5 Steps for Bouncing Back After You Fail
Entrepreneurship is an ongoing series of ups and downs. Whether you’re a newbie banking on each and every sale and loss or a veteran dealing in big numbers and packages -- this journey is anything but stable and easy.
Of course, we love what we do. And it makes the rollercoaster totally worth it. But that doesn’t take away from the intensity of tough emotions we face when failure does hit. Whether it's a big client proposal that ended in a no, a longer phase of feeling scarcity in your company or a publishing deal you were sure you had and fell through at the last minute, these moments of failure aren’t easy.
We all face these moments. It's inevitable and every failure is a learning opportunity. The question becomes not how can we avoid failure but rather how can we get an energetic rebound when we are in a total slump? Or how can we best learn from this failure to succeed better next time?
If you have hit a wall and feel like you’ve been knocked down, you have a choice. Either let it take a serious toll on your confidence, drive and energy or get back up and turn things around. You take the lessons and the experience, you take care of yourself, and use all of it to make you better moving forward.
I’m no stranger to failure and discouragement in my own business. That’s why I’ve developed five steps which help me get back on track and bounce back even stronger when I feel like I've failed.
1. Be aware of your self-talk.
When you fall into self-judgment, criticism or even bad habits like name calling or labeling yourself, you’ll end up held down with negative energy. We’re all way too hard on ourselves.
Instead of letting that inner dialogue run the show, take note of it, and take a moment to give yourself some empathy. Try congratulating yourself on something you’ve done well recently and breathe into the fact that you are a human being with wins and losses. And this too will pass. The Mayo Clinic published a study only last year titled “Positive thinking: Stop negative self-talk to reduce stress,” in which they explain that negative self-talk is detrimental to your stress management and even your health, citing a longer lifespan and better cardiovascular health. They also discuss ways to identify negative thinking and put positive thinking into practice.
2. Ask for support.
Every entrepreneur needs a network of people they can trust and can call when they feel low. This is essential to success. If you don’t have it already, focus on putting together a tribe of people who love you -- the kind of people who don’t compete with you and who love and honor you. Take a moment to think about who these people are for you. And when you’re struggling, don’t be shy to reach out and get support.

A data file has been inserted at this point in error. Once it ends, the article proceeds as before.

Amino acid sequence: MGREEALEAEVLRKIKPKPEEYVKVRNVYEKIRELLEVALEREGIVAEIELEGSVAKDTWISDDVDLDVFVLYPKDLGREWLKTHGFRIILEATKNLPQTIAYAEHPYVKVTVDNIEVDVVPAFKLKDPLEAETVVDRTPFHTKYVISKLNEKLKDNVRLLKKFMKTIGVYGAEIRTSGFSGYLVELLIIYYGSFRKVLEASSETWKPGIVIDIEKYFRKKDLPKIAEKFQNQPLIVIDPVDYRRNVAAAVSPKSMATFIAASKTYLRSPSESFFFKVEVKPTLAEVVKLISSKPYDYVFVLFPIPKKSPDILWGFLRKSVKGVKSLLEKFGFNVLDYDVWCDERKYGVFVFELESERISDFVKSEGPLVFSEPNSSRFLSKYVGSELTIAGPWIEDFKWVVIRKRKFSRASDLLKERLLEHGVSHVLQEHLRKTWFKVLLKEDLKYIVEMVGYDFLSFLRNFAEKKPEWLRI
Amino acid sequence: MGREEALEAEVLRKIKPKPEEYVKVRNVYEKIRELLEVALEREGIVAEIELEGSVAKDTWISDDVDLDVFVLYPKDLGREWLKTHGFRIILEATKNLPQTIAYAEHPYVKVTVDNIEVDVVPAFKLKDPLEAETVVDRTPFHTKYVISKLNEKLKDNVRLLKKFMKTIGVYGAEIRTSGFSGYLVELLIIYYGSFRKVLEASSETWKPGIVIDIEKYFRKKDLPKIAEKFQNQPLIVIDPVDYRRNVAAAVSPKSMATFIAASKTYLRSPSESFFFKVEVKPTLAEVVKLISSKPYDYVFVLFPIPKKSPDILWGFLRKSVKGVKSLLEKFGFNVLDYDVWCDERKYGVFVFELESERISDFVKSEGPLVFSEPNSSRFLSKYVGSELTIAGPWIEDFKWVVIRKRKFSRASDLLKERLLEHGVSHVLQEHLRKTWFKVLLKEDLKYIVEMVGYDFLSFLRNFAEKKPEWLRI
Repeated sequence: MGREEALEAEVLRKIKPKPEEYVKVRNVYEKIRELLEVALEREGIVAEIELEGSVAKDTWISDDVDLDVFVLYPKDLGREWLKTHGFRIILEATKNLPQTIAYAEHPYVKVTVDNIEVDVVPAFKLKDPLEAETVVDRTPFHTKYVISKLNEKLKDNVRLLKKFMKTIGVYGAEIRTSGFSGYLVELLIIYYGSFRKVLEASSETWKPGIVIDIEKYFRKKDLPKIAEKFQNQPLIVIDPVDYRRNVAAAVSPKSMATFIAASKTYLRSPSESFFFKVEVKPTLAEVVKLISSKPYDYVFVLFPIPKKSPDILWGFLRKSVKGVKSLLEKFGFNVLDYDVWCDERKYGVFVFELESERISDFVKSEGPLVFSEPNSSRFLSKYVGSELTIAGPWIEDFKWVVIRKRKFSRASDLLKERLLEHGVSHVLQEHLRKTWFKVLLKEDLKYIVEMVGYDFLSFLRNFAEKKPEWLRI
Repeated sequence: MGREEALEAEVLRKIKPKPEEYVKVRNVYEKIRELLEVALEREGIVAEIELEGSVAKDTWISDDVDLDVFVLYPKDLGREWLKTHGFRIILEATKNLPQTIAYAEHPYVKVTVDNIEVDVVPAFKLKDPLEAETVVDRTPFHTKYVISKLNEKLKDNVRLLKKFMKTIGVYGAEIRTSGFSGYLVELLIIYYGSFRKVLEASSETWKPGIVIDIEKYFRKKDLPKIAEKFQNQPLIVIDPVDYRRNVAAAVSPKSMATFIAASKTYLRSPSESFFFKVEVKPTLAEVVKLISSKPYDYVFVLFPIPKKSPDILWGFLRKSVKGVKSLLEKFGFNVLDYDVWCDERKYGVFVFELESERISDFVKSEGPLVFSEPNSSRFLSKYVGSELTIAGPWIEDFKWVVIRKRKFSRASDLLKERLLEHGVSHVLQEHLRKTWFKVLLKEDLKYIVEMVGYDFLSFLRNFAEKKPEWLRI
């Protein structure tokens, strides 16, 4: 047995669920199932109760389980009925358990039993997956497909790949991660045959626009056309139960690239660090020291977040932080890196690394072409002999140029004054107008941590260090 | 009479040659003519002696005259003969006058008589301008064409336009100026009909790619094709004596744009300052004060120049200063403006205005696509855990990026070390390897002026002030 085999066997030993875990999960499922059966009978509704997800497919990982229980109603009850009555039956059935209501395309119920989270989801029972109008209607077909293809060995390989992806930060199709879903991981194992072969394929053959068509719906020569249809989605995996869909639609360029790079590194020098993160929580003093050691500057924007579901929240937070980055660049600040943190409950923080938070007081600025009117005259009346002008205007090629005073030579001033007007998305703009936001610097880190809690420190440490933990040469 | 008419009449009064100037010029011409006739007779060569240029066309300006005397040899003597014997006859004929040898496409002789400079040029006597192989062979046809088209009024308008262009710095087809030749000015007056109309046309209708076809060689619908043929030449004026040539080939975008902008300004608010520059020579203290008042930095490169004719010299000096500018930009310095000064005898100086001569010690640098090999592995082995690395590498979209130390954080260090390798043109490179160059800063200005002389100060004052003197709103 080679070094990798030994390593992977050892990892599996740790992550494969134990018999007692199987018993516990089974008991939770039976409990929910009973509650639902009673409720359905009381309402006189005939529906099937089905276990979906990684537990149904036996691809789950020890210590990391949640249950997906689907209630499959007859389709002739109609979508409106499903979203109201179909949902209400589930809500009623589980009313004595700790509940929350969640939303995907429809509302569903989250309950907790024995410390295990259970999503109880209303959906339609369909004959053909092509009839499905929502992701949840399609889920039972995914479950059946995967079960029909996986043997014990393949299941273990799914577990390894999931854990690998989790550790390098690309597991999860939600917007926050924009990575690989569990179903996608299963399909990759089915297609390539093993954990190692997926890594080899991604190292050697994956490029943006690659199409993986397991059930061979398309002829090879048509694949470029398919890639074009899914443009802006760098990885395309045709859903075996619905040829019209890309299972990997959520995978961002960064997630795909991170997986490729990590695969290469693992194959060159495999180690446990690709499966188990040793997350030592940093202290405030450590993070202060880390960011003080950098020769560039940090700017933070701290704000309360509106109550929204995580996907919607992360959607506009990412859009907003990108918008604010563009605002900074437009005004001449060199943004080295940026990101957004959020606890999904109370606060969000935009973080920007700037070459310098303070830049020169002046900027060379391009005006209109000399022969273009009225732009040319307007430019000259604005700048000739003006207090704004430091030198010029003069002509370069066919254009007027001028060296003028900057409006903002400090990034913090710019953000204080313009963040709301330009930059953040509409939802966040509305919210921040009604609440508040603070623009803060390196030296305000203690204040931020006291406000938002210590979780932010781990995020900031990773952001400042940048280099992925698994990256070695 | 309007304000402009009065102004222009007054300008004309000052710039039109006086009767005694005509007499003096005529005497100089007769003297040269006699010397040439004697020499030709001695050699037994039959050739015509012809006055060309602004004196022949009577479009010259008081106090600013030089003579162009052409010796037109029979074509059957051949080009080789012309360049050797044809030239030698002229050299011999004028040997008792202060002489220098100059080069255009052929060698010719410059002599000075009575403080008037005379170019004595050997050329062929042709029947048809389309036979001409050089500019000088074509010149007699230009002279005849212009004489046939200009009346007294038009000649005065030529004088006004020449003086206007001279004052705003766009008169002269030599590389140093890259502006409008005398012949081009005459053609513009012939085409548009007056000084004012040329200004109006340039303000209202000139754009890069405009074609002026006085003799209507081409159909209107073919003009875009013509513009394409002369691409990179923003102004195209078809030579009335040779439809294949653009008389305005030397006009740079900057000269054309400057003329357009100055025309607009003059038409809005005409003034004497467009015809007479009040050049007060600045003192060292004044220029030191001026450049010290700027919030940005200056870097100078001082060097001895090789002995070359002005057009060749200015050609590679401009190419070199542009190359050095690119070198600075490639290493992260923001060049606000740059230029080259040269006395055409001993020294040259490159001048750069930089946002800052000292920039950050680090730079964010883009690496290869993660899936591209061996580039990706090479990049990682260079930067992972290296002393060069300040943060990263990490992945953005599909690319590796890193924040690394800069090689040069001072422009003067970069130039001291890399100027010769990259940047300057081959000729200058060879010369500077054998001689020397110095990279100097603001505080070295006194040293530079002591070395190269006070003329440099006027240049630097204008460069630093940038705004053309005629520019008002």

One option for creating this tribe is to consider joining a mastermind of like-minded entrepreneurs or one who are in a similar industry. A mastermind is defined as “a peer-to-peer mentoring concept used to help members solve their problems with input and advice from the other group members.” The concept of a mastermind group was actually introduced by Napoleon Hill in his 1925 book, The Law of Success. Focus on finding a mastermind group which best fits your specific goals and industry.
3. Take some space.
Sometimes we need to step away from our businesses to gain perspective. Take a day off work, and go golfing or to the spa. Give yourself little a break from all of the noise and stress. Ideally, build activities into your regular schedule which allow you to reorient and recharge -- then get back in the game. When you make a practice of taking nourishing breaks, the failures won’t feel so tough.
A famous example of someone taking a longer break and coming back stronger than before is when Steve Jobs left Apple. When he rejoined the company, they skyrocketed.
4. Start a journaling practice.
On a particularly rough day, your journal can be the ideal outlet. Write down all of your thoughts, and be real about what you’re feeling. No need to filter yourself there. It’ll feel good to put your feelings into words.
Writing is powerful because it has been proven to boost your mood, help you manage stress, lower symptoms of depression, and even improve your memory. Check out these and many more amazing benefits of journaling in this article from the Positive Psychology Program.
5. Ask good questions.
One of the practices I learned early in my entrepreneurial path is to ask myself good questions like, “What is this really teaching me?” Or “What am I aware of that I’m pretending not to be?” When you come from a space of inquiry instead of assumption, suddenly you can see beyond the chaos of your mind and get some clarity and perspective.
There is an art to asking good questions, the right questions to get you thinking as opposed to the same ones which got you here. There have even been some great TEDx Talks on the subject. Check out these videos by Mike Vaughan, David Stork, Michael (VSauce) Stevens and Dan Moulthrop to get you started asking better questions.
When it comes to failure, it's important to remember that you are not alone. Everyone will reach a low point in their business at some point. Who you’re being to yourself and how you handle these low points will have a direct correlation to how you get back up and come back better than ever.
The beautiful thing about entrepreneurship is that we’re always willing to try something new and different. With this mindset, the possibilities are limitless. If you’re struggling right now, try these steps and trust that you’ll get back up sooner than you think.